People respond to incentives. When the cost of doing something goes up (perhaps the price of petrol goes up) they cut down on that activity (they switch to small cars, they drive less, they car-pool, they turn off the A/C when they don't need it). At the same time, alternatives become more attractive- alternative energy attracts more investment.
This may not apply to Global Warming, because the atmosphere is a commons- dumping CO2 into the air is effectively costless for each individual, so there is no incentive to do less.
However, a couple of stories in the Economist's Technology Quarterly make me hopeful.
One is about wave energy.The potential is huge
a report published earlier this year by the Carbon Trust, an organisation set up by the British government to help meet its targets for reducing greenhouse-gas emissions, concluded that 20% of Britain's electricity could be provided by wave and tidal power. This is four times more than previous estimates, and means that marine energy alone could enable Britain to reach its emissions-reduction targets. America, meanwhile, the Department of Energy's National Renewable Energy Laboratory has estimated that the use of wave power on the east coast could provide 10-25 times more electricity than the total wind potential of the Great Plains
Most produce electricity at a cost of between 10-20 pence (18-36 cents) per kilowatt hour (kWh), whereas electricity produced from natural gas costs around 4p/kWh.
Near Póvoa de Varzim, off the northern coast of Portugal, three 150-metre-long articulated snake-like pontoons, called Pelamis Wave Energy Converters, are in the final stages of being hooked up to the country's national grid...Each one has three power-converter modules distributed along its length, which transform the flexing motion at the snake's joints into electricity as the snakes are buffeted by the waves. The three snakes are the first stage of a planned 24-megawatt wave-power farm, which will be capable of providing 15,000 households with power. The Pelamis's design avoids the trade-off between resilience and efficiency by switching to a higher-efficiency mode in calm seas.
But the new device, called the Snapper, increases efficiency still further. Electrical generators tend to work most efficiently when a small force is applied at high speed—which is just the opposite of what wave power provides, says Ed Spooner, a consultant engineer based near Durham, in England, who invented the Snapper. His invention works much like a typical linear generator, in which a magnet is moved up and down inside coils of wire, inducing electrical currents in the process. But there is a crucial difference: alongside the coils are a second set of magnets of alternating polarity. These prevent the central magnet from moving up and down smoothly. Instead, magnetic forces repeatedly halt its motion, so that it moves up and down in a jerky fashion. The resulting series of short, rapid movements is more suitable for generating electricity than a slow, smooth movement. Early tests suggest that it could be as much as ten times more efficient than existing wave generators.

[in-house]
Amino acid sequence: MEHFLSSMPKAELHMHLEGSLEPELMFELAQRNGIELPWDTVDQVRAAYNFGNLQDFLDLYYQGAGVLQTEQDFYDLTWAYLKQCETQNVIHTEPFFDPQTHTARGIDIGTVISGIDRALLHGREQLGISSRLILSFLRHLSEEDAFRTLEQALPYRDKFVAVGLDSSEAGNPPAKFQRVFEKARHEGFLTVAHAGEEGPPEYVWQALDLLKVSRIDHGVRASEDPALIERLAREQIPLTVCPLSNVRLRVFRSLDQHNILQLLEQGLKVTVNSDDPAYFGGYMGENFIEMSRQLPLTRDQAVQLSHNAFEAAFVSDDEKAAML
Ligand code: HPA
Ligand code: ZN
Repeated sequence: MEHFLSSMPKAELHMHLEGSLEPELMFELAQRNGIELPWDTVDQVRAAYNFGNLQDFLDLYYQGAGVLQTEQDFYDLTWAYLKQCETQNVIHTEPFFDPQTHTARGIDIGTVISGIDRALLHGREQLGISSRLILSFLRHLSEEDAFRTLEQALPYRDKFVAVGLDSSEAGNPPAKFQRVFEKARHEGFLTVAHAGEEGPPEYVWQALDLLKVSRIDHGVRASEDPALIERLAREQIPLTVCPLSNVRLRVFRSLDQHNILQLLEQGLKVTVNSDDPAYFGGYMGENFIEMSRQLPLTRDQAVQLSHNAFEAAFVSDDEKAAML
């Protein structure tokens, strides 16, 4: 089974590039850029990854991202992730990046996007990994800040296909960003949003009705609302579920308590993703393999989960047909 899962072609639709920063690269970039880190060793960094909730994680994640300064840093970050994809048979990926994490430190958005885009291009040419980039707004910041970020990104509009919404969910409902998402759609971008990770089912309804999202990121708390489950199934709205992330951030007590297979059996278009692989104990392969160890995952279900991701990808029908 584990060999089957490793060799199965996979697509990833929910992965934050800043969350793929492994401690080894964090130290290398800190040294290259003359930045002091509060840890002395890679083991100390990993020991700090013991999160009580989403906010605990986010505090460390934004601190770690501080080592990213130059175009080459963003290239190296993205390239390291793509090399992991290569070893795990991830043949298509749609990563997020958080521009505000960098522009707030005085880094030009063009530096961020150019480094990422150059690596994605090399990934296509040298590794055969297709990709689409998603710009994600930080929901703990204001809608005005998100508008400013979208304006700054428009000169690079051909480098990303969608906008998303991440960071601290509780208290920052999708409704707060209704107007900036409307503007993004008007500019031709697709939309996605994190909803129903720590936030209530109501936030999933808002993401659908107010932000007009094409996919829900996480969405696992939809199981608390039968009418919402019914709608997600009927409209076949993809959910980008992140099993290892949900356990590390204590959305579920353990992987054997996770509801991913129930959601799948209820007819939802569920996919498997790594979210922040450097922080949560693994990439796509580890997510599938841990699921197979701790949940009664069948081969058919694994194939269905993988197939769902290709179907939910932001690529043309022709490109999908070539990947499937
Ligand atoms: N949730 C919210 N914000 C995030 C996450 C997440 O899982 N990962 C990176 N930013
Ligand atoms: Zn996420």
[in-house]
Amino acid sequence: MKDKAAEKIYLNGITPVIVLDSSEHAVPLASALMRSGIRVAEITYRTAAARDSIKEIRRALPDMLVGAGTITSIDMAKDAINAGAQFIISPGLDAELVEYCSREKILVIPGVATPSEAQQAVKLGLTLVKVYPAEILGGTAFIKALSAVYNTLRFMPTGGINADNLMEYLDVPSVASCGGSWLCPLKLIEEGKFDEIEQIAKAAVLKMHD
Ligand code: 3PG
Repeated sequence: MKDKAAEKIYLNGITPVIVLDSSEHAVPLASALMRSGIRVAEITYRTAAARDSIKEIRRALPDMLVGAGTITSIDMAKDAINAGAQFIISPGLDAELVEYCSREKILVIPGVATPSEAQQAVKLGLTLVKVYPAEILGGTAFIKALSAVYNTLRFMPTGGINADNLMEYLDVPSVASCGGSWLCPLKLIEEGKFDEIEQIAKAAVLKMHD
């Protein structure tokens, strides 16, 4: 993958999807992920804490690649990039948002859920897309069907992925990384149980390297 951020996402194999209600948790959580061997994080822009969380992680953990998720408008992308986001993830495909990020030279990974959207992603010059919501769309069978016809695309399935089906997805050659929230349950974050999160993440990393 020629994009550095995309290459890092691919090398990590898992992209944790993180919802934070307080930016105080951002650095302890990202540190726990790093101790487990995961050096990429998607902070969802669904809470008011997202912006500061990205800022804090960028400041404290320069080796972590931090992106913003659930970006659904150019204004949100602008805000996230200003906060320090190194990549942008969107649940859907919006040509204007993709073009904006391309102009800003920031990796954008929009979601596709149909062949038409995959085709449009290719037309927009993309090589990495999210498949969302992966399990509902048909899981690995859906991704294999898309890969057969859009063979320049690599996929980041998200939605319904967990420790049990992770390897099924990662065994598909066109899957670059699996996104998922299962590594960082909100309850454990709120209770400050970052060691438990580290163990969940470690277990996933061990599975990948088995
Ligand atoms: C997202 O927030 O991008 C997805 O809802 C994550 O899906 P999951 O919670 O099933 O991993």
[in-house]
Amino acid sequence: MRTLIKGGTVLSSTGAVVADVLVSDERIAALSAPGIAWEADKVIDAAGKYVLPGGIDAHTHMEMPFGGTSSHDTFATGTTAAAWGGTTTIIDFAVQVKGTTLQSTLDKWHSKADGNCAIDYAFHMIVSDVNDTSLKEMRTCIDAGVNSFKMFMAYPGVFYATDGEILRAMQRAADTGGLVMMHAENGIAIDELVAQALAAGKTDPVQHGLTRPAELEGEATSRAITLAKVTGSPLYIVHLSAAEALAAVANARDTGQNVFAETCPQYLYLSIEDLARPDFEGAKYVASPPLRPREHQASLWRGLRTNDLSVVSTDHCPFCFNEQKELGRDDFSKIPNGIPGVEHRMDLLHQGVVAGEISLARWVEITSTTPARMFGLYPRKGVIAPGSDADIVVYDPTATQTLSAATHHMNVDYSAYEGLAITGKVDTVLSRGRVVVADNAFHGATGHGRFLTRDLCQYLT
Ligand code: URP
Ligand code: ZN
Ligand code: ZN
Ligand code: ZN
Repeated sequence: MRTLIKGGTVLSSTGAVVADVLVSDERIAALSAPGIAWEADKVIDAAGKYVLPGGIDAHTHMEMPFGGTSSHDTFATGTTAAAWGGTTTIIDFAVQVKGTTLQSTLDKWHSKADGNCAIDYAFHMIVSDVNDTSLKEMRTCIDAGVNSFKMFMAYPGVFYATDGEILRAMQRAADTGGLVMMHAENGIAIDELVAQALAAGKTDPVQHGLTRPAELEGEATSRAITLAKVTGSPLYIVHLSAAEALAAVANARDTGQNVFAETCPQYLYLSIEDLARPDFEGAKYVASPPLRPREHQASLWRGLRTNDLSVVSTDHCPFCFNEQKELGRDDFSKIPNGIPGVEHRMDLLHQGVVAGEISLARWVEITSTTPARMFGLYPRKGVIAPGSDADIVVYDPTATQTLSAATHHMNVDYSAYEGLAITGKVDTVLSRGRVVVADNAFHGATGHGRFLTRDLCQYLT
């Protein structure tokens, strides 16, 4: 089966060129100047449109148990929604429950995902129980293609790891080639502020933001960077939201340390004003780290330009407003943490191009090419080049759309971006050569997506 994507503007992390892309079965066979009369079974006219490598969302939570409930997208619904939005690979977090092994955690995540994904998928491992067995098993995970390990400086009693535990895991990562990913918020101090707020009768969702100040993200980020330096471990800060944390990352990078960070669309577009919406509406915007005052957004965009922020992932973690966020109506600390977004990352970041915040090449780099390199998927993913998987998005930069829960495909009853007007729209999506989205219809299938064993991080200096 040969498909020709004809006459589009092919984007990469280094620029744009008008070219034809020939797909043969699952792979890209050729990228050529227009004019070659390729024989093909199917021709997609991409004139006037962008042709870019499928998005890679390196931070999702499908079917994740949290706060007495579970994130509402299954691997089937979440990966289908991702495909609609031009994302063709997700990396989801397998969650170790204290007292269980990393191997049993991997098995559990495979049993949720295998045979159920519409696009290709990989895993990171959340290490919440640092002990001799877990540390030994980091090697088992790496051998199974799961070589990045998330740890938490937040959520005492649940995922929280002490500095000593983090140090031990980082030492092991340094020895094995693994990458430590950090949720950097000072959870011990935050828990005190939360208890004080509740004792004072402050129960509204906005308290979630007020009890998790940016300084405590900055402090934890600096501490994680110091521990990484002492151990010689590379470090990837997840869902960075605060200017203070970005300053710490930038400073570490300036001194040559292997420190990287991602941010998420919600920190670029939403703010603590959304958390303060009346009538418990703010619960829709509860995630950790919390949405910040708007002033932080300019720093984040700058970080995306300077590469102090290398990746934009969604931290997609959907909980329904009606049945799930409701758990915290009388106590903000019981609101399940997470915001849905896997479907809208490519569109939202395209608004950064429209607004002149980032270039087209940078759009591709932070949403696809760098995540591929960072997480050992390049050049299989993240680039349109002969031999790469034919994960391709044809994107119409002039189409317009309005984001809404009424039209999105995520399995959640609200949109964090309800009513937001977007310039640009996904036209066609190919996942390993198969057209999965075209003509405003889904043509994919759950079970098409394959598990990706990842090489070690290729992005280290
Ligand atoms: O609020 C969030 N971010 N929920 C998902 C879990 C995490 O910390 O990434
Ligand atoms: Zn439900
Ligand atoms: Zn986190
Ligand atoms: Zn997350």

The other story is about hybrid cars like the Prius. These combine an Internal Combustion engine with a battery that never needs to be plugged in to the mains, because it draws its power from the engine. The Prius
achieves over 40 miles per gallon, perhaps 20% more than it would without hybridisation
One of them (Greg Hanssen of EnergyCS) has
replaced the original nickel-metal hydride (NiMH) battery with a higher-capacity lithium-ion battery, and has hacked the control software to prevent the petrol engine kicking in until the car is moving at high speed. As a result, his modified Prius can travel over 30 miles in all-electric mode, compared with a mile or so for a standard Prius.
studies by California's Air Resources Board confirm that generating the electricity to power cars in pure-electric mode produces only about half of the greenhouse gases of typical petrol vehicles. This assumes the power grid is half coal-fired, as America's is today. As the grid “decarbonises” over time, such emissions will fall.
Even when the petrol engine kicks in (as the master computer requires on all Prius cars at higher speeds), electric power is still blended in to improve fuel economy and provides up to 75% of the total power at 55mph.
All this efficiency need not be at the expense of power. Another pioneer is Andrew Frank, an engineering professor at the University of California at Davis.
Visitors to his lab today find a plug-in Ford Explorer sports-utility vehicle (SUV) equipped with a giant 16 kilowatt-hour (kWh) battery designed for long range—a conventional Prius battery has a capacity of 1.3kWh. He has replaced the original 3.5-litre internal-combustion engine with a frugal 1.9-litre version, thus boosting fuel economy, but the added kick from the electric motor means this SUV can still accelerate to 60mph faster than an ordinary Explorer. He has made similar modifications to a Mercury saloon, so it can travel 40 miles in all-electric mode and achieve an astounding 200mpg.
Bottomline: If we feel that CO2 is a major problem, raise the cost of throwing Co2 into the air- raise carbon taxes. Then, leave it up to the Engineers and Scientists. They have come through before.